"The university supported relocating the school of architecture from the start," said UW president David Johnston. "We recognized that the project offered tremendous opportunities in terms of reinvigorating this community and raising the architecture school's profile and prestige."

"Many people have worked tirelessly to bring this project forward; it is truly a community effort." said Gerry Martiniuk, MPP for Cambridge. "The new school of architecture will create jobs and local business opportunities, and breathe new life and excitement into one of southwestern Ontario's most historic areas."

[Brick] The announcement was made at the site of an old textile factory (right) on Melville Street, next to the Grand River in the historic Galt city centre. The $27.2-million project -- scheduled for completion by 2003 -- will provide a new, three-level, 85,000-square-foot facility that will accommodate about 400 architecture students, faculty and staff.

"On behalf of my other partners, I want to extend thanks to the people and the City of Cambridge for the tremendous support they've provided for this project," said Tom Watson, who heads up the private-sector consortium of local business leaders, called the Cambridge Business Consortium. "Our goal here is to create a world-class home for one of North America's leading schools of architecture, in a way that complements and enhances our historic surroundings and the local community," added Watson.

Through the Millennium Partnerships initiative, SuperBuild is investing $40 million in strategic infrastructure in Waterloo Region. The relocation of the school of architecture also meets the province's Smart Growth priorities by maximizing the efficient use of existing infrastructure, renewing the environment and enhancing the growth and development of downtown urban cores.

The project costs are to be shared by four partners -- a private-sector consortium of local business leaders ($12.7 million); the City of Cambridge ($6.25 million); SuperBuild ($4.1 million); and Industry Canada ($4.1 million).

At the time of the announcement, the first three partners were still awaiting word from Industry Canada as to whether federal funding for the project will be made available.

A night (or two) in the Black Forest

It happens again this weekend: the annual Black Forest coffee house, a tradition at St. Paul's United College that's now thirty years old.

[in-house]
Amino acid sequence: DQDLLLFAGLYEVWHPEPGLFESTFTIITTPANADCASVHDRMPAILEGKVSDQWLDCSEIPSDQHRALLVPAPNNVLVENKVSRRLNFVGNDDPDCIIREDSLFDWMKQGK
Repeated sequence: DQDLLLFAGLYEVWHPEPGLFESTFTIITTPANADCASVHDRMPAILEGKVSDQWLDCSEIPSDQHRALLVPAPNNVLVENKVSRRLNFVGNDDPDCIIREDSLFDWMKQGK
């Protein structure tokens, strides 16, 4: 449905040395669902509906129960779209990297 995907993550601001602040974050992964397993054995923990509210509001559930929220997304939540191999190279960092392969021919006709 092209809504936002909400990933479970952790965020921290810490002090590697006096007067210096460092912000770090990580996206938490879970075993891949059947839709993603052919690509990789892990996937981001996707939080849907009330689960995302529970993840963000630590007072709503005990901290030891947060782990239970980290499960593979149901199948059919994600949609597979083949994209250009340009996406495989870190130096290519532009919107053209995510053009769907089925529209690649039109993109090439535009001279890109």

"We have a great variety of acts," says Julie Bryson, who has been co-ordinating auditions. "We have a host of musical performers from within the College and the Waterloo community." Acts will include an assortment of musical styles, poetry readings, dance and even a magic show. "We are also extremely happy that local artist Matt Osborne will be gracing our stage on the Friday night."

"What's a coffee house without great food?" says Rosanne Kelly, this year's food co-ordinator. "We will be selling Fair Trade coffee and a host of other beverages and sweets," continues Kelly. "There will also be free cake each night, in honour of our 30th anniversary." The first Black Forest took place in the summer of 1972, and was started because of the number of accomplished musicians living at St. Paul's. It's now a social highlight as well as a deep-rooted custom, although the preferred spelling seems to vary from year to year -- one word or two?

"Black Forest is an event that brings the whole St. Paul's community together," says Ryan McNally, promotions co-ordinator, "We are very excited to be celebrating the 30th anniversary of Blackforest. It's a tradition that has been successfully passed down through generations of St. Paul's students.

"As usual we are inviting the whole UW community to attend, and we are extending as special invitation to all St. Paul's alumni and supporters to come and join us in the celebrations."

Black Forest will be held in MacKirdy Hall at the college, "which we transform into a coffeehouse complete with couches and a full stage," says Bryson. The festivities take place tonight and again tomorrow night, starting at 8 p.m. Tickets are $5 for one night or $7 for both, at the door.

Aboriginal event tonight

Renison College will be hosting the second annual Aboriginal awareness event tonight from 6 to 10 p.m. The theme is "First Nations: Expressions and Impressions," with the keynote speaker John Somosi, a Métis from Saskatchewan.